WATKINS GLEN - As qualifying concluded here Saturday at Watkins Glen International for Sunday's Sahlen's Six Hours of The Glen, the talking point among the teams of the IMSA WeatherTech SportsCar Championship turned to the weather and the predictions of temperatures Sunday possibly reaching near 100 degrees at this fabled road course.
The Sahlen's event is not only a WeatherTech SportsCar Championship season points event but also doubles as one of the four races included in the Tequila Patron North American Endurance Cup. Extremely hot weather promises to put a premium on the endurance factor.
In sports car racing, the cars are driven by co-drivers who take turns swapping driving stints throughout the Sahlen's six-hour grind. Some teams employ three driver line-ups while others will go with just two. All drivers must drive a minimum total of 90 minutes each in the six hours. Quicker tire wear could also be an issue. Hot weather will also factor in the race strategy.
Colin Braun captured the pole in the Prototype class Saturday driving the No. 54 CORE Autosport ORECA LMP2. He will co-drive with Romain Dumas and Jon Bennett.
"I'm happy about the fact that we have three guys that can share the workload," Braun said. "We've worked really hard to get our driver changes done as quick as possible. So on a day like tomorrow when it's warm if we need to change our drivers more often it won't be any time loss. If we have to do that because of the heat I don't think it will be a really big deal for us."
One team that will be trying to beat the heat as well as the competition is the No. 33 Mercedes-AMG Team Riley Motorsports driving trio of Ben Keating, Jeroen Bleekemolen and Luca Stolz. They will start 11th in the GTD class in Sunday's Sahlen's race.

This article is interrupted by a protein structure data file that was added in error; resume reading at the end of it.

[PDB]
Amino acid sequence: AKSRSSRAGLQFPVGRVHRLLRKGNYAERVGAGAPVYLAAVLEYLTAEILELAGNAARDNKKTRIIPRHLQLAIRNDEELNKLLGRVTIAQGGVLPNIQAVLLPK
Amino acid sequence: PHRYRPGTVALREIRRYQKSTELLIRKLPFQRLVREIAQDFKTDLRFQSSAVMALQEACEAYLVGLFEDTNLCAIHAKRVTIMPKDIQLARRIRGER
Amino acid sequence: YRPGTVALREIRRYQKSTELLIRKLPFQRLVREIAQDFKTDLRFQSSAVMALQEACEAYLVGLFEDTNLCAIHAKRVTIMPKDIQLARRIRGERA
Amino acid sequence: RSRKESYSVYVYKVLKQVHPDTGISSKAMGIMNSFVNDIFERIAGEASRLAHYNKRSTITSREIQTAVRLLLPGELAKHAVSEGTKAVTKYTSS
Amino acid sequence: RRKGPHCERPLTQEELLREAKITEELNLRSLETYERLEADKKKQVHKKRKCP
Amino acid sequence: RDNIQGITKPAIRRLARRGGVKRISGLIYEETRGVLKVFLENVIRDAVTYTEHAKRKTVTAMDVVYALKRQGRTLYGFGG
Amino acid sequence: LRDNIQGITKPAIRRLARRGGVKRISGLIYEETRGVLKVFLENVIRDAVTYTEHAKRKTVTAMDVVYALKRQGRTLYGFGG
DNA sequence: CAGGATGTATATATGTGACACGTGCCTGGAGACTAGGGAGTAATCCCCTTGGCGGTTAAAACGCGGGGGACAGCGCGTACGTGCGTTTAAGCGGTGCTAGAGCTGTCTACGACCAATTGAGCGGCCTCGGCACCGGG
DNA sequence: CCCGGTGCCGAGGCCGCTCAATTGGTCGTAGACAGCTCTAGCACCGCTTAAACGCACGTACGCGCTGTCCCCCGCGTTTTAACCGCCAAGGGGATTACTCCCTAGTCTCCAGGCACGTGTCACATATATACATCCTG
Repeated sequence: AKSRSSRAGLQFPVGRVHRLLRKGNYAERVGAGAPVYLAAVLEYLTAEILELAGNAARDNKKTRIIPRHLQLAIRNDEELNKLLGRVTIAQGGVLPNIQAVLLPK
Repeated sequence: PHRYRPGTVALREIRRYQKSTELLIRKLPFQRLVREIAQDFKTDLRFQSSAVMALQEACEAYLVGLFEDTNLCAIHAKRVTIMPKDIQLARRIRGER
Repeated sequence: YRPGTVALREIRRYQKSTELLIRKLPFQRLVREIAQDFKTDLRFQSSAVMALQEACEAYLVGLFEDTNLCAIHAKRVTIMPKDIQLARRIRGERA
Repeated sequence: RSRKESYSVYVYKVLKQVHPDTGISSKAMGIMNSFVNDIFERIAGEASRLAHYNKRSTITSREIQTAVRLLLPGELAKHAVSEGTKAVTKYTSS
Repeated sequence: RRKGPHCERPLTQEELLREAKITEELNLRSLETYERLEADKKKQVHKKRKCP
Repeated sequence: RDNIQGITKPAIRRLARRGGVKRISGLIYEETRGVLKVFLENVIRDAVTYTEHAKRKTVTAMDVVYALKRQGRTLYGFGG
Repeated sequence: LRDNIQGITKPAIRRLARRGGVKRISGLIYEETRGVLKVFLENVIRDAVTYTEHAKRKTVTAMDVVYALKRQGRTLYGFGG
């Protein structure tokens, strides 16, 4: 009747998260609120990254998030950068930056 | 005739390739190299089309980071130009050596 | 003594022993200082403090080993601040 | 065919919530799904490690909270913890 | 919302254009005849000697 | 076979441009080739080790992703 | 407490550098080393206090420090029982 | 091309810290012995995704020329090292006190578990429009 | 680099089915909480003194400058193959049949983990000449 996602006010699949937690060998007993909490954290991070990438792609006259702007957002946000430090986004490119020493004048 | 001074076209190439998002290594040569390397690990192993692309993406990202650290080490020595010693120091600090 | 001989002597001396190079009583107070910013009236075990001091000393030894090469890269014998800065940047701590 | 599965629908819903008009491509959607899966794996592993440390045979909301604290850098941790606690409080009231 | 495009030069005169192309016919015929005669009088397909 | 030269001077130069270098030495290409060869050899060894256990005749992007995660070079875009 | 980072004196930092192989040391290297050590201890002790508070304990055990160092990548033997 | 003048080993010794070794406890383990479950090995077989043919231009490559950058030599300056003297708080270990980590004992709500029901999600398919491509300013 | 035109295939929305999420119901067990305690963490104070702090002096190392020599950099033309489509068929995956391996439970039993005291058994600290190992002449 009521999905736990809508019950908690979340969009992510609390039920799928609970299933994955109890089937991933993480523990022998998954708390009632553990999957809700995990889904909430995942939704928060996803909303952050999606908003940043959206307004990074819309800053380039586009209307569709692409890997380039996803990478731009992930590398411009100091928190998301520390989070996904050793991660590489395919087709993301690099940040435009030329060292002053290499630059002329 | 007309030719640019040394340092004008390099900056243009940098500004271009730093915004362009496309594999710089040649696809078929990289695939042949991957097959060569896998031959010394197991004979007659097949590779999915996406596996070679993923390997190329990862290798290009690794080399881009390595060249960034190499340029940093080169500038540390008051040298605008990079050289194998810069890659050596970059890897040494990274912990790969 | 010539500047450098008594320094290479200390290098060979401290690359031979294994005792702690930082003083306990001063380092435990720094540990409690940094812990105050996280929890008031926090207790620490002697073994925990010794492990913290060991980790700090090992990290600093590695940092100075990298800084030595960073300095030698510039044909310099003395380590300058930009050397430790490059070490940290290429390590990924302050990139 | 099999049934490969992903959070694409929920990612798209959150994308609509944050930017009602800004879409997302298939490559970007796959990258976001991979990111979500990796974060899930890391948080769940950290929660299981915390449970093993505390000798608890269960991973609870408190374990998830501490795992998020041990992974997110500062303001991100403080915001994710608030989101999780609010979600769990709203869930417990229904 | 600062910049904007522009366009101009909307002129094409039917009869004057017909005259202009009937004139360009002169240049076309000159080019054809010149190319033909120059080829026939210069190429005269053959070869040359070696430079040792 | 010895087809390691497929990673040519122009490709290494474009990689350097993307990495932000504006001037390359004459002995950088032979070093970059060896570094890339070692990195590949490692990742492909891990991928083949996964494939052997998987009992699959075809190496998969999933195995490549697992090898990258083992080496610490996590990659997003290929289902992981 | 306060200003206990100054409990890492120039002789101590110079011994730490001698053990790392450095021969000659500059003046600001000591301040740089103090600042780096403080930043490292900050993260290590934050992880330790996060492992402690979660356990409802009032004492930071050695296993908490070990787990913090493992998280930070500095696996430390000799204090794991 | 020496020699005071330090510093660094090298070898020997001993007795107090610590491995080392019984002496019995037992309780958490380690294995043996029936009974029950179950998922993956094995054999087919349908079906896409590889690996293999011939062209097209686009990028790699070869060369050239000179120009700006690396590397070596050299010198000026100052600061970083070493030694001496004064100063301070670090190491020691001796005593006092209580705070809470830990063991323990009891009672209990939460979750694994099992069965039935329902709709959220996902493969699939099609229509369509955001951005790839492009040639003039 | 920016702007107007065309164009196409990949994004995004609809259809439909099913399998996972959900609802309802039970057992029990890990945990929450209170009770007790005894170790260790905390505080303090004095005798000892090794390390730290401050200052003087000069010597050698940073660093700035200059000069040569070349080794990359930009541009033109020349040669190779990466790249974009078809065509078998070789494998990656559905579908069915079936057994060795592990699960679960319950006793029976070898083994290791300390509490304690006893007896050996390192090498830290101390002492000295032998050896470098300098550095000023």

Bleekemolen says that he will use a combination of ice packs inside his uniform and switch on and off the car's cockpit air conditioning during the race. It will still be very warm inside the car. One dilemma is that when the air conditioning is switched on it deprives the car of some of its power. Compromises are often in order.
"It will be a challenge for everybody," Bleekemolen said. "The rules are getting better for the drivers in terms of having regulated cockpit temperatures with a.c. units in the car. In our class (GTD), there isn't any rule like that so we can run without air conditioning which is the fastest way to run these cars.
"It will be really hot and yeah there's not too much you can do about it. You try to to have enough water in your body. We have air conditioning but when you're fighting (for position) you don't want to miss that extra horsepower so you've got to turn it off. But at least under yellow, we can switch it back on. I think only half of the field even has it. I usually lose 3 kilograms during a driving stint so it's quite a lot.
"Some people use cool suits and helmet blowers but I usually just put ice packs in my race suit which helps. Everybody has their own way of dealing with it."
The Mercedes team also has a portable air conditioning unit in their pit area that uses a system of plastic tubular pipes to feed and blow cool air onto the team personnel that sit atop the pit cart as well as the members of the pit crew behind the pit cart. The unique system was developed by their team lead engineer Tyler Hook.
Also in qualifying Saturday, Jack Hawksworth put the No. 15, 3GT Racing Lexus RC F GT3 on the pole in the GTD class for Sunday's race. He will co-drive with David Heinemeier-Hansson.
"We have a helmet cooling system." Hawksworth said. "It will be hotter tomorrow and could be another ball game so I honestly don't know what to expect. If it's going to be 100 Fahrenheit, I don't think we've ever run this car in 100 degrees. For me, I just try to stay as hydrated as possible. It's going to be hot. 100 Fahrenheit- that's stupid hot so we'll just have to see what happens."
The GTLM pole for the Sahlen's race was captured by Ford Chip Ganassi Racing No. 67 Ford GT driver Richard Westbrook who will co-drive with Ryan Briscoe.